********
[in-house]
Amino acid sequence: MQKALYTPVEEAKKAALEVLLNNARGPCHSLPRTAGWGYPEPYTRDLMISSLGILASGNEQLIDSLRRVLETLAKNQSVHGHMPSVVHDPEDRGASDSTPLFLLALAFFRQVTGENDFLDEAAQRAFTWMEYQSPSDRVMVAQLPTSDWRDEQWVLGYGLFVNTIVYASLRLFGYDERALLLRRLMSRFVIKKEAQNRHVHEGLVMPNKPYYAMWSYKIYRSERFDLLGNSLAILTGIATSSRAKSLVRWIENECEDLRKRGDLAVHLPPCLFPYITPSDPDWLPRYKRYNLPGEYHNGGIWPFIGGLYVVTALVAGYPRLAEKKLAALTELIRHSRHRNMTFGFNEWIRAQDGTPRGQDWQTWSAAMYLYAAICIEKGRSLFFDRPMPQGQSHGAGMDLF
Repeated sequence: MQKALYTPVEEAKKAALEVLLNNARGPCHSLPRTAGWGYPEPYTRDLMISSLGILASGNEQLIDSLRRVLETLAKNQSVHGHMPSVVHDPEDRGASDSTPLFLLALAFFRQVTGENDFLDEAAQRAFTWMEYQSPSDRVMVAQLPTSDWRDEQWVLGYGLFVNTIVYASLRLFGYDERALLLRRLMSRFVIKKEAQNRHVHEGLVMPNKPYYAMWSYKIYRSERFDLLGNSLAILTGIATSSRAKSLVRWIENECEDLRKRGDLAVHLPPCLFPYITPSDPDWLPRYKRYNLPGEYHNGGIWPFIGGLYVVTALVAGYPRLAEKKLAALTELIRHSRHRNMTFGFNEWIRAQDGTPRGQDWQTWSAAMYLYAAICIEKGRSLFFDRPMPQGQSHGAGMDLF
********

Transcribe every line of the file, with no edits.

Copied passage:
[in-house]
Amino acid sequence: MQKALYTPVEEAKKAALEVLLNNARGPCHSLPRTAGWGYPEPYTRDLMISSLGILASGNEQLIDSLRRVLETLAKNQSVHGHMPSVVHDPEDRGASDSTPLFLLALAFFRQVTGENDFLDEAAQRAFTWMEYQSPSDRVMVAQLPTSDWRDEQWVLGYGLFVNTIVYASLRLFGYDERALLLRRLMSRFVIKKEAQNRHVHEGLVMPNKPYYAMWSYKIYRSERFDLLGNSLAILTGIATSSRAKSLVRWIENECEDLRKRGDLAVHLPPCLFPYITPSDPDWLPRYKRYNLPGEYHNGGIWPFIGGLYVVTALVAGYPRLAEKKLAALTELIRHSRHRNMTFGFNEWIRAQDGTPRGQDWQTWSAAMYLYAAICIEKGRSLFFDRPMPQGQSHGAGMDLF
Repeated sequence: MQKALYTPVEEAKKAALEVLLNNARGPCHSLPRTAGWGYPEPYTRDLMISSLGILASGNEQLIDSLRRVLETLAKNQSVHGHMPSVVHDPEDRGASDSTPLFLLALAFFRQVTGENDFLDEAAQRAFTWMEYQSPSDRVMVAQLPTSDWRDEQWVLGYGLFVNTIVYASLRLFGYDERALLLRRLMSRFVIKKEAQNRHVHEGLVMPNKPYYAMWSYKIYRSERFDLLGNSLAILTGIATSSRAKSLVRWIENECEDLRKRGDLAVHLPPCLFPYITPSDPDWLPRYKRYNLPGEYHNGGIWPFIGGLYVVTALVAGYPRLAEKKLAALTELIRHSRHRNMTFGFNEWIRAQDGTPRGQDWQTWSAAMYLYAAICIEKGRSLFFDRPMPQGQSHGAGMDLF